During the 55th Session of the New Mexico Legislature, legislators at the state level and the student government level are working to amend the current New Mexico Lottery Scholarship.
Senate Bill 234 to include homeschooled New Mexicans
In a 7-1 vote on Feb. 15, the New Mexico Senate Education Committee granted Senate Bill 234 a do-pass, introduced by Sen. Cliff Pirtle (R-Roswell), which would allow for students homeschooled in the state of New Mexico to qualify for the New Mexico Legislative Lottery Scholarship without being required to take the GED.
Sen. Cliff Pirtle introduced Senate Bill 234 to make the process of qualifying for the Lottery Scholarship easier for homeschooled students.
“It’s really just addressing the fact that kiddos who go through a homeschool program have to go through an extra step, just to be qualified for the Lottery Scholarship, and that’s they would have to get their high school equivalency exam also known by many as the GED, so this would just take that away,” Senator Pirtle said.
The current bill allows homeschooled students to receive the Lottery Scholarship, but students only qualify once they “received a high school equivalency credential [GED] while maintaining residency in New Mexico,” according to the bill.
Senator Pirtle explained that homeschooled students prove their competency in the same ways as students who attended public and accredited private high schools in New Mexico.
“They already have to pass the competency exam that all students have to and there’s other qualifications that they would have to do to ensure that, they would have to be residents of New Mexico, and we need to remember that before you get the scholarship you have to maintain a 2.5 [GPA] to 4.0 [GPA] for one semester,” Senator Pirtle stated.
There are currently two house bills and one senate bill regarding the Lottery Scholarship in the First Session of the 55th Legislature.
ASNMSU, UNM and NMT partner to lobby for the Lottery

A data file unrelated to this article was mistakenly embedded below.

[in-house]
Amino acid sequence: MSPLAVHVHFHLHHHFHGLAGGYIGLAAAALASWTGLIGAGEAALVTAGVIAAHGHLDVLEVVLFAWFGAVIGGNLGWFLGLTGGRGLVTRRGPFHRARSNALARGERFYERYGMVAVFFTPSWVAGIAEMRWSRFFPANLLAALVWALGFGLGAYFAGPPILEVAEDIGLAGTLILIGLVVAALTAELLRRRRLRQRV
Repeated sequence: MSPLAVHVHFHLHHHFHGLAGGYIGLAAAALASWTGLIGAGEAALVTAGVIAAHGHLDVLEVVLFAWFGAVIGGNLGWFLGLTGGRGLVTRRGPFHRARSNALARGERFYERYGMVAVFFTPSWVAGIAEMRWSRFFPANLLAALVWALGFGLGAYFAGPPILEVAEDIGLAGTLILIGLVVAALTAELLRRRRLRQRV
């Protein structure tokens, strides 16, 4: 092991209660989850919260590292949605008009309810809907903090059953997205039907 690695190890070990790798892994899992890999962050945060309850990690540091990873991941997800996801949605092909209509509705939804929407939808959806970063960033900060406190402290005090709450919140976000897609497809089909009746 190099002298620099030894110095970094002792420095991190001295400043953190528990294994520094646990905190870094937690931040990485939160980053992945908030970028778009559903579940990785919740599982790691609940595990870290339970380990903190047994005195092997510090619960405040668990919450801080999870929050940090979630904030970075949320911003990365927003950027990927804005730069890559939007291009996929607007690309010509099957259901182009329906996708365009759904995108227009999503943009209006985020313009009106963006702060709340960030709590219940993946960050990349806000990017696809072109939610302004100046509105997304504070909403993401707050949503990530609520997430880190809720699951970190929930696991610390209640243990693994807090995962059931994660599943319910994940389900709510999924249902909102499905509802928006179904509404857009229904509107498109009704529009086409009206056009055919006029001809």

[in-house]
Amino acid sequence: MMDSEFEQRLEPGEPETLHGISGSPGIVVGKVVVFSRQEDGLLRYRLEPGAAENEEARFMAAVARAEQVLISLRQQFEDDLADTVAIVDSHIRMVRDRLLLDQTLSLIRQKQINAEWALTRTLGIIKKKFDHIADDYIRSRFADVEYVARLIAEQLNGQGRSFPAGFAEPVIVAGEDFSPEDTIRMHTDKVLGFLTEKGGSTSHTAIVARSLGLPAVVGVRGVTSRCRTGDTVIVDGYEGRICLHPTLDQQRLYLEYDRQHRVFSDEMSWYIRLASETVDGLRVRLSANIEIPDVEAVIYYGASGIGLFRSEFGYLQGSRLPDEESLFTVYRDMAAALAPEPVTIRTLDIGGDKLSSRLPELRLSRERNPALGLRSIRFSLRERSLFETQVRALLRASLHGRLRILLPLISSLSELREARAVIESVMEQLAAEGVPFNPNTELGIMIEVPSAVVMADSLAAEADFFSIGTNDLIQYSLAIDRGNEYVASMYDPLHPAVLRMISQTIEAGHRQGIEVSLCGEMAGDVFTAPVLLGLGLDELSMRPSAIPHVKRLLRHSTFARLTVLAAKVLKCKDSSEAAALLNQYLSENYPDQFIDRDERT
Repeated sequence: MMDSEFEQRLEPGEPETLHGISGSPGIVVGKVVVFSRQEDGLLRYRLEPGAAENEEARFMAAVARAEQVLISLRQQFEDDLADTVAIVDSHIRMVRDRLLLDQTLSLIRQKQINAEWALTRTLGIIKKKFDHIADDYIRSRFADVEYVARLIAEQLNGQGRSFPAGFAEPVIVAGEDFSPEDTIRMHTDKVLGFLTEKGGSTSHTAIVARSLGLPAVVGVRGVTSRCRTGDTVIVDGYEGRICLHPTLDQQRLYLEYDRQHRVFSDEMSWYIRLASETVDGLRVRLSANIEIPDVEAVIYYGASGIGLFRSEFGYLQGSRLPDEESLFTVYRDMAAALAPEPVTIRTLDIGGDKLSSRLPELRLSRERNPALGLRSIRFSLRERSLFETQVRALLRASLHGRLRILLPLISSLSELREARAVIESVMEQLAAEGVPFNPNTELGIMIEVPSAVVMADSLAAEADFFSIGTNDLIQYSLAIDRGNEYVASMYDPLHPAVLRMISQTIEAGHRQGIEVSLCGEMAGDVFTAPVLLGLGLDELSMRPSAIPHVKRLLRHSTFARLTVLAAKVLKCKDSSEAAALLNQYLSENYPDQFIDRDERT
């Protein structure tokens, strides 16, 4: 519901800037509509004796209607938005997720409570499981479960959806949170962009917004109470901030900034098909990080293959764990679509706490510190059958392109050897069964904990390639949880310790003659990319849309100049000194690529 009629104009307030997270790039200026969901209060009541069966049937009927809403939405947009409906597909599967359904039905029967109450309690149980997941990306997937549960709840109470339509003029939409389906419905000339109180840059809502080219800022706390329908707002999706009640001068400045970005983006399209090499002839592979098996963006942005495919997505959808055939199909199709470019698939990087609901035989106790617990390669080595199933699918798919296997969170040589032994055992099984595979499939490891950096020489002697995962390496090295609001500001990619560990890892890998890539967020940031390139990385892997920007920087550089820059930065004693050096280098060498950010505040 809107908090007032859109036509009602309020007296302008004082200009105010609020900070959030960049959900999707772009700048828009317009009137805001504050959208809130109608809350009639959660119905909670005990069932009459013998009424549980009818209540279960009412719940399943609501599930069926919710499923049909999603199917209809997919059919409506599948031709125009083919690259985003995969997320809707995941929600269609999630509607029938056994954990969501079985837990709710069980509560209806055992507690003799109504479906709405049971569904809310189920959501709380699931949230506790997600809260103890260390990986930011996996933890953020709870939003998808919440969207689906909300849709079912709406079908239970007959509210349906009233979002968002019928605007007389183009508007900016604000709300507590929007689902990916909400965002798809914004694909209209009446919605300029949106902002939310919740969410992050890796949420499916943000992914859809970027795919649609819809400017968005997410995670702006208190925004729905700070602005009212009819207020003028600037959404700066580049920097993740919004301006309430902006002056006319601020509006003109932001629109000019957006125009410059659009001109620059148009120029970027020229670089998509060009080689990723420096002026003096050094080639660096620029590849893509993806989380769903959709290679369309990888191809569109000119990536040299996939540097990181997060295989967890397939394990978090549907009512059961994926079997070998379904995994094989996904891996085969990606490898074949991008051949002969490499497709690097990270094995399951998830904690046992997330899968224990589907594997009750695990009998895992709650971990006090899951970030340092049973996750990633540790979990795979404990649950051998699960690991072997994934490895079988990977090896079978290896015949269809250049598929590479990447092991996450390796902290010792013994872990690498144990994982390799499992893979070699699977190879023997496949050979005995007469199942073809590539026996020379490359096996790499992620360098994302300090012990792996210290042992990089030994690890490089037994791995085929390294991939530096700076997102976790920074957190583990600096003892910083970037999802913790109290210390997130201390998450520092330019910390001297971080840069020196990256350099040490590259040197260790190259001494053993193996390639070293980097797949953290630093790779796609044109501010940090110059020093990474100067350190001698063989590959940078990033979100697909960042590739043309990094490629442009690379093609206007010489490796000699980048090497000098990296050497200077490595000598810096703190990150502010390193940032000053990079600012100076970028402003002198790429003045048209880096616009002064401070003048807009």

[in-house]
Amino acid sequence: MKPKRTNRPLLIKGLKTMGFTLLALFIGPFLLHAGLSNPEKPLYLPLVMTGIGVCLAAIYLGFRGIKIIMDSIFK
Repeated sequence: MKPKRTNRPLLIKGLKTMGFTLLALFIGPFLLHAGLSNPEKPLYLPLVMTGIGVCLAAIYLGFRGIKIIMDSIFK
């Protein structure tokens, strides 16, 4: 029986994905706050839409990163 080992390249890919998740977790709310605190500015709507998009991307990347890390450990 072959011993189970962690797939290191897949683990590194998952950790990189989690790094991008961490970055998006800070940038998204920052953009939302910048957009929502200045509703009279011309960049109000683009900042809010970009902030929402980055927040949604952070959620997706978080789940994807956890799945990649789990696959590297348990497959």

The Associated Students of New Mexico State University recently teamed up with the Associated Students of the University of New Mexico in efforts to save the Lottery Scholarship.
Mathew Madrid, president of ASNMSU, recently co-signed an op-ed alongside Mia Amin, ASUNM president, and Quincy Bradfield, New Mexico Tech Student Government president.
An op-ed published in the Albuquerque Journal stated, “student government leaders from the University of New Mexico, New Mexico State University and New Mexico Institute of Mining and Technology unequivocally urge legislators to cover the Legislative Lottery Scholarship shortfall by allocating $9.7 million from the General Fund to the Lottery Tuition Fund.”
According to the 2020 Higher Education Department of New Mexico Lottery Scholarship report, 41.4 percent of students at NMSU received the Lottery Scholarship and in the past years funding for the scholarship has been decreasing.
Madrid explained that throughout the years the percentage of tuition covered by the Lottery Scholarship has been continuously decreasing.
“At one point the Lottery Scholarship covered 100% of tuition, right, and that’s slowly decreased over the years for a number of reasons—whether it be, you know, tuition increase or because people don’t play the lottery anymore. The amount of money that students get from the Lottery Scholarship covers less and less tuition,” Madrid said.
With the ASNMSU and ASUNM partnership to “Save the Lottery Scholarship,” Madrid hopes to encourage students to contact legislators because “it really adds a lot of value to the conversation when students share their experiences.”
“Encouraging students to reach out [and] vocalize their experience through the pandemic would really help in making representatives and senators understand how their decisions are affecting us,” Madrid said.
Students can find out who their state legislators are here.